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Journal of Nanomaterials
Volume 2012 (2012), Article ID 682802, 7 pages
http://dx.doi.org/10.1155/2012/682802
Research Article

Synthesis of Poly(Ortho-Phenylenediamine) Fluffy Microspheres and Application for the Removal of Cr(VI)

Chemical Synthesis and Pollution Control Key Laboratory of Sichuan Province, School of Chemisty and Chemical Industry, China West Normal University, Nanchong 637002, China

Received 30 November 2011; Accepted 15 December 2011

Academic Editor: Tong Lin

Copyright © 2012 Zhoufeng Wang and Fang Liao. This is an open access article distributed under the Creative Commons Attribution License, which permits unrestricted use, distribution, and reproduction in any medium, provided the original work is properly cited.

Abstract

We reported the synthesis of fluffy poly(o-phenylenediamine) (PoPD) microspheres via chemical polymerization of oPD monomers by ammonium persulfate (APS) at room temperature. The SEM images showed that PoPD microspheres with an average diameter of 1.5 μm and their surfaces consist of highly oriented nanofibers. Furthermore, PoPD microspheres were used as adsorbent materials for the removal of Cr(VI) from aqueous solutions. The Cr(VI) adsorption behavior on the prepared PoPD microspheres was studied at different adsorption contact times, solution pH values, and amount of the adsorbent. Experimental isotherms of Cr(VI) ions were successfully fit to the Langmuir isotherm model. The results indicate that the PoPD fluffy microspheres are an effective adsorbent for the removal of Cr(VI) ions from aqueous solutions, and they could be useful in treatment of Cr(VI)-polluted wastewaters.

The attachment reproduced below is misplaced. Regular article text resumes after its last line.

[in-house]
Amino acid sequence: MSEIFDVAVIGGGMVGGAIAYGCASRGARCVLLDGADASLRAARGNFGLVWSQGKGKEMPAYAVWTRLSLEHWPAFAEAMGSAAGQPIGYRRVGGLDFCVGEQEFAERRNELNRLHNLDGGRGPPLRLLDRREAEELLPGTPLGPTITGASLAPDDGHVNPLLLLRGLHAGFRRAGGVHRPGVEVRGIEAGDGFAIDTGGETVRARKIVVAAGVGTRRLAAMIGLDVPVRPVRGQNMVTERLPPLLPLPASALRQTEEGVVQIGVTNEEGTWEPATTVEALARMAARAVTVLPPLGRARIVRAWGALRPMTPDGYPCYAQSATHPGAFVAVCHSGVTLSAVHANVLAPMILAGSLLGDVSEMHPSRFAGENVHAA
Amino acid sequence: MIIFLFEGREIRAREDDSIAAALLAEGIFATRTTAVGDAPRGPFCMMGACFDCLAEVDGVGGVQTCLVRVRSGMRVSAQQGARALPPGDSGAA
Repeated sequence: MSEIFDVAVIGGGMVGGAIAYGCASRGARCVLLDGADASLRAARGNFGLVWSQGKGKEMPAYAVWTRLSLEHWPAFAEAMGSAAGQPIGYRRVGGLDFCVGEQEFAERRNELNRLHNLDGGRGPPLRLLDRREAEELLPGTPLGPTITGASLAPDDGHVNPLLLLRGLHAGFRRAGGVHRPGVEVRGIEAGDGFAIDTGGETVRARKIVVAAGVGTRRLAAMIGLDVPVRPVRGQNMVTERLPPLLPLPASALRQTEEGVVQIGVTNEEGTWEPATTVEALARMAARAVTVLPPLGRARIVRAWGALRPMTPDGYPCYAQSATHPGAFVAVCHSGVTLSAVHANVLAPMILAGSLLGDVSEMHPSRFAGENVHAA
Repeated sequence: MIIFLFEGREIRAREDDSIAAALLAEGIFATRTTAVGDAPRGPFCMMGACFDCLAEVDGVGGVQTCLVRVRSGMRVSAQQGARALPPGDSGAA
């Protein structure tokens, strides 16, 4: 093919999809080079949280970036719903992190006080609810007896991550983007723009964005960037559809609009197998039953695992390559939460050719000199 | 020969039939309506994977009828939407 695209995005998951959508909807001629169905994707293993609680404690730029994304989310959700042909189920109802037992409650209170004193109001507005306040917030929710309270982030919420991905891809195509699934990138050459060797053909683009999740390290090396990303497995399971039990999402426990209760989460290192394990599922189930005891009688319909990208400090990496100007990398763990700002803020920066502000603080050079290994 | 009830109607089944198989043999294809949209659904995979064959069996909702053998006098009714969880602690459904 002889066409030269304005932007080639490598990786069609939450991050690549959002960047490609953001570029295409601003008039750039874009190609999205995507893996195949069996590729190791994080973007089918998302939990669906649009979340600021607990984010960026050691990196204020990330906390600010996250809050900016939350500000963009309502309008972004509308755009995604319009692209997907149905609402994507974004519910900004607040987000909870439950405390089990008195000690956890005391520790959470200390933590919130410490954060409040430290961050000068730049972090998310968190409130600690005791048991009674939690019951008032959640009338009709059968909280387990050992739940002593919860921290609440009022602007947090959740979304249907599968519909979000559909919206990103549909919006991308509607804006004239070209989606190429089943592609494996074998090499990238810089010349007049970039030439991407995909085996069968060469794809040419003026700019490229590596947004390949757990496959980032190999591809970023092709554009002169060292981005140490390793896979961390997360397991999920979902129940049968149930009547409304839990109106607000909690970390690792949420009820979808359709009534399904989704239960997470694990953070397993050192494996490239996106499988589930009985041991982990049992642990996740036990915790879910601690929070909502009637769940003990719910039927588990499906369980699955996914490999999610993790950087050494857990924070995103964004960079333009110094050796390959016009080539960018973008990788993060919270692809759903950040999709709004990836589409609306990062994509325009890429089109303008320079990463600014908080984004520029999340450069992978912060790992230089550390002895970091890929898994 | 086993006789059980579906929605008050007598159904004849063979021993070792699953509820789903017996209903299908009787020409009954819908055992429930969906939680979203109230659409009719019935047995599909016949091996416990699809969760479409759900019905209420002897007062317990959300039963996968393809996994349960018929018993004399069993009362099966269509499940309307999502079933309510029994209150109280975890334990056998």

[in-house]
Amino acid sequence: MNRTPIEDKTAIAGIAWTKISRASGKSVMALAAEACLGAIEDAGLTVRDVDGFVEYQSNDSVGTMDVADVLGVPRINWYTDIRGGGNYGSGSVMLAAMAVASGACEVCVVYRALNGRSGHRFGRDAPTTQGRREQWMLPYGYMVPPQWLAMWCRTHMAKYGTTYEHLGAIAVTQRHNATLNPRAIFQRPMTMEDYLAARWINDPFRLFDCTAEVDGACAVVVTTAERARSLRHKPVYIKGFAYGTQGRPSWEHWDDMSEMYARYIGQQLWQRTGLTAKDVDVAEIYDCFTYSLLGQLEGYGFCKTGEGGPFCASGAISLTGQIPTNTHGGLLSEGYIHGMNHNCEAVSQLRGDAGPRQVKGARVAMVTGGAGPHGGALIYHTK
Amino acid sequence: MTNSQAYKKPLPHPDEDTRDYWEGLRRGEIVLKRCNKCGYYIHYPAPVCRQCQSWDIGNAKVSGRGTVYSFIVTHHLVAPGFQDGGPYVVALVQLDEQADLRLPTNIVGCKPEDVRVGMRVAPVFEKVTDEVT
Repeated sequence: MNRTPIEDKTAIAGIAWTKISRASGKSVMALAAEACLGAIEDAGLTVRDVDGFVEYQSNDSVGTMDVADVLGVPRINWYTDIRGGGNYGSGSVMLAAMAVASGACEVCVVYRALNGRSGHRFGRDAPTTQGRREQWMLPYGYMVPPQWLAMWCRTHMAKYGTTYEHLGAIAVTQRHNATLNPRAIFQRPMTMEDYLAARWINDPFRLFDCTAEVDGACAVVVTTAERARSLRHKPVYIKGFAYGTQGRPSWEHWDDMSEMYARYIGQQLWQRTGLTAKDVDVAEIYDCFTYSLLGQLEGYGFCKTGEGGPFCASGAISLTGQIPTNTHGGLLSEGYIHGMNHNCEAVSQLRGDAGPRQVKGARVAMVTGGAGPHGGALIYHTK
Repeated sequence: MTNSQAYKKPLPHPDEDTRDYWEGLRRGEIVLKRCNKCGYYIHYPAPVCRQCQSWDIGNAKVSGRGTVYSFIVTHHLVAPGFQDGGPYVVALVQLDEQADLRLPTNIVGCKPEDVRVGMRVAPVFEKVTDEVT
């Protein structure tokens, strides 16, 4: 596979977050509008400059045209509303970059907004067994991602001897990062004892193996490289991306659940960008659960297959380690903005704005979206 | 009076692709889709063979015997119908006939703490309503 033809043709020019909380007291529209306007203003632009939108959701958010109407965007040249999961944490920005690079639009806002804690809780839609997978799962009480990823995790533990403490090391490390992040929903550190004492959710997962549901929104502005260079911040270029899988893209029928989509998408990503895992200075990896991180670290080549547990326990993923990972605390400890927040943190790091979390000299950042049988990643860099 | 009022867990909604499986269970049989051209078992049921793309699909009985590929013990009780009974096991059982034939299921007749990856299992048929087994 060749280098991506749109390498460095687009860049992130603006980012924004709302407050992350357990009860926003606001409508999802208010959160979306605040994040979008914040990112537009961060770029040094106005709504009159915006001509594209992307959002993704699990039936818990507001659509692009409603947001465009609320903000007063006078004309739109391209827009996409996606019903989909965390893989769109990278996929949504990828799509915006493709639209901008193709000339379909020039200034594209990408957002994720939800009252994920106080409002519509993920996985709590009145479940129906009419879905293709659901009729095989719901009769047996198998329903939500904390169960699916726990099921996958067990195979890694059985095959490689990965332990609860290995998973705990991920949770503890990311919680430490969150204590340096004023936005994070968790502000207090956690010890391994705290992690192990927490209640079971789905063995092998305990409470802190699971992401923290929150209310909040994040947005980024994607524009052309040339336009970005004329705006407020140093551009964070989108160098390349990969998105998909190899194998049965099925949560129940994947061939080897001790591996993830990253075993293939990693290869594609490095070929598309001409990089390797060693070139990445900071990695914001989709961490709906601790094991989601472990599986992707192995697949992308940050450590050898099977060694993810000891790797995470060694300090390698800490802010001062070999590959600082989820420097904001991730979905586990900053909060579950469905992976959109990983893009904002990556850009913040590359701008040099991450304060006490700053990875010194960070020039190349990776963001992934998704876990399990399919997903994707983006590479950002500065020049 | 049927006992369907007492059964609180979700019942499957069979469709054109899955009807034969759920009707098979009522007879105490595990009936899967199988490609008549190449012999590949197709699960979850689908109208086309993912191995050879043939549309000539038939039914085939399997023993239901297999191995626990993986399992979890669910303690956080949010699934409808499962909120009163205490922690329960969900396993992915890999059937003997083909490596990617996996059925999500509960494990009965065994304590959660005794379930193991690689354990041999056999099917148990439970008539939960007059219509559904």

1. Introduction

Heavy metal ions and their compounds are widely used in different industries such as metallurgy, battery, paper, and paint manufacturing [1]. The excessive use of heavy metal ions is increasing their amounts in aquatic systems. Heavy metal ions are among the most important pollutants in waters. They are nondegradable and therefore continue to accumulate in water bodies [2]. Because of their toxic properties and the tendency for bioaccumulation in the food chain, it is necessary to take effective routes to reduce the concentration levels of heavy metals in waters [3]. Among all heavy metals, Cr(VI) ingestion beyond permissible quantities causes various chronic disorders in human beings. Chromium present in aqueous systems in both the trivalent form Cr(III) and hexavalent form Cr(VI) has been placed on the top of a list of priorities of toxic pollutants by the US Environmental Protection Agency (USEPA). Compared with Cr(III), Cr(VI) with its higher solubility in water contaminated by electroplating, steel manufacturing, dyeing, and so forth are more harmful to living organisms [4]. Thus, the removal of Cr(VI) ion in contaminated water is of great importance.